Being a young adult and trying to be financially smart can be a real challenge. It’s not a subject taught in high school, nor is common home finances taught at college leaving individuals relying on parents and their own mistakes, which can lead to financial woes. Here are 3 financial tips to get you started.
#1. It’s All About Self Control
You may have been lucky enough to have parents who taught you self control. If not, the sooner you learn about delaying gratification the better off your finances will be. We live in a world of ‘get it now’ and ‘pay for it later’ thanks to the ease of obtaining credit. But putting that new outfit or those tickets on credit can really land up costing you a bundle.
If you like to put all your purchases on your credit card, even when you can’t pay it off at the end of the month, you could find you are still paying for those purchases decades later. Keep your credit card for the convenience of having it. Use it for emergency purposes, booking flights, etc. and always pay off the balance and the end of the month.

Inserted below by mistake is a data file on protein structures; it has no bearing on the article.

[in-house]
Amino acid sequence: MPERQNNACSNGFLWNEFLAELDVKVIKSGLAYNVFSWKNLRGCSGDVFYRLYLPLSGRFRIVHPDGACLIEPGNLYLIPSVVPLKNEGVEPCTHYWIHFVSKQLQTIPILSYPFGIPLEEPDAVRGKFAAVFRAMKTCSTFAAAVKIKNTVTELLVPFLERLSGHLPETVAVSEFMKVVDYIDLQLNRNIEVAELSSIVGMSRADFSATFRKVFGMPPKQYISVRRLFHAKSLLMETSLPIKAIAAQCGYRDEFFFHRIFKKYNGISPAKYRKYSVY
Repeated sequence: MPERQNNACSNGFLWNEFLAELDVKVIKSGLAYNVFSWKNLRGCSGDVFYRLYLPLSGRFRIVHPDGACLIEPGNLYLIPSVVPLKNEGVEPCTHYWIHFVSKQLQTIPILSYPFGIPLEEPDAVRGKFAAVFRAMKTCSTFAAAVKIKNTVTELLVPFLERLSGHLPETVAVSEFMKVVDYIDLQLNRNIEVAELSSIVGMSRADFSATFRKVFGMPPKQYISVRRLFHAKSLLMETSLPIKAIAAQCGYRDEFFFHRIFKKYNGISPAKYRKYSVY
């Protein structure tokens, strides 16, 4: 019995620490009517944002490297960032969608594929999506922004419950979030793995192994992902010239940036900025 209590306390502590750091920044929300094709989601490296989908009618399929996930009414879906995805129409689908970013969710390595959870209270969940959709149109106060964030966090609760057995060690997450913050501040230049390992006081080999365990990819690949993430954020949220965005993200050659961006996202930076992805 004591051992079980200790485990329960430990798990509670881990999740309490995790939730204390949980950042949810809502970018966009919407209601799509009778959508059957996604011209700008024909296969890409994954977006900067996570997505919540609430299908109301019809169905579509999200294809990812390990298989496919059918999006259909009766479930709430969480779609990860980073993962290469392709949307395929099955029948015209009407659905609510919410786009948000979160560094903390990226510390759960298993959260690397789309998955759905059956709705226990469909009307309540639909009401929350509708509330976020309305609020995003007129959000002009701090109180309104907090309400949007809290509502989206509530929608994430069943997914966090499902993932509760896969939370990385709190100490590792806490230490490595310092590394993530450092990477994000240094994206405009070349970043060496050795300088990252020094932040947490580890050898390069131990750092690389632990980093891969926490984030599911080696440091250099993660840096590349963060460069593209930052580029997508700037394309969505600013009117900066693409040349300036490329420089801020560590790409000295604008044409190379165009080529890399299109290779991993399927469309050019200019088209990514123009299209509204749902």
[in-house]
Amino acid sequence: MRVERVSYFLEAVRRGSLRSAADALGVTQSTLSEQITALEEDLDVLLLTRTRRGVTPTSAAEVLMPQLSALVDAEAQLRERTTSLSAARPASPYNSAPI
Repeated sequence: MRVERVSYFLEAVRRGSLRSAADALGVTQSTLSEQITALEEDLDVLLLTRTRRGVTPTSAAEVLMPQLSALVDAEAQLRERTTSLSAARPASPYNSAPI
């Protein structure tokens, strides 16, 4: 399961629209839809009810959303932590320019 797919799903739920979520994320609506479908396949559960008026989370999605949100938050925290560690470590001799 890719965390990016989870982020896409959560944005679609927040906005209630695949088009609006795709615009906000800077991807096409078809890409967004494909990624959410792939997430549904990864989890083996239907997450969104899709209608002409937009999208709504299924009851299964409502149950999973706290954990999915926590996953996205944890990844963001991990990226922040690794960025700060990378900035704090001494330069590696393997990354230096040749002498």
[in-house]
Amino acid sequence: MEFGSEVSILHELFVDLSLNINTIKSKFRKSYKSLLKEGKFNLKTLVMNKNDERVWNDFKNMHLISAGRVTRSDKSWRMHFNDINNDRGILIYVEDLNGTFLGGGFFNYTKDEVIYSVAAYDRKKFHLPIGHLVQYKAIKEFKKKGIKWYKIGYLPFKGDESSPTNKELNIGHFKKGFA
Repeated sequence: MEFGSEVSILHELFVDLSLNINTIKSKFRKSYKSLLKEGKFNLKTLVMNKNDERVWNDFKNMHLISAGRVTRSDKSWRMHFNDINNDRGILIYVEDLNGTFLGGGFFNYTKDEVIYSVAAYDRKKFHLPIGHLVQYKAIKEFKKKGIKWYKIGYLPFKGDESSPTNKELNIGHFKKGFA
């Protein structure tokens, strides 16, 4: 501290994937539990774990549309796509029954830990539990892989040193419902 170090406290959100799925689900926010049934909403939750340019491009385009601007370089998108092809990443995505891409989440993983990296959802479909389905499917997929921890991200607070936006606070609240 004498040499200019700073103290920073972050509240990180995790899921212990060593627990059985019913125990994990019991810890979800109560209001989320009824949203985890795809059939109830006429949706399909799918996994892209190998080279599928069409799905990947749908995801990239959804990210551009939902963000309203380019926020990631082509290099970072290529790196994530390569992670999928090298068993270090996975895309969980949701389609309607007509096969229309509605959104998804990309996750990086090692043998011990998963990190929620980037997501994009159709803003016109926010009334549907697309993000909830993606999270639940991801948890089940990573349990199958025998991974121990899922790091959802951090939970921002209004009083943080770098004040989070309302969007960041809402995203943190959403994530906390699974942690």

#2 Know Where You Spend It
It’s very important to know exactly where you are spending your money, and that your expenses do not add up to more than your income. The best thing you can do is budget each month and make small changes so that you can manage your cost of living on the income you earn. Keep your recurring monthly expenses as low as possible to save some money. If you don’t live in that high end condo now while you are renting in a few years you might actually be able to buy it.
#3 Get Your Emergency Fund Started
Sadly, most people are not ready for any type of emergency, even a small one. It’s important to pay yourself first and get your emergency fund set up so that you are putting a little away every payday for that rainy day. Once you get into the habit of doing this it won’t be a problem at all. Later you will be able use that money for many things – a vacation, retirement, down payment on a home, or an emergency. When you start young you have the beauty of compounded interest.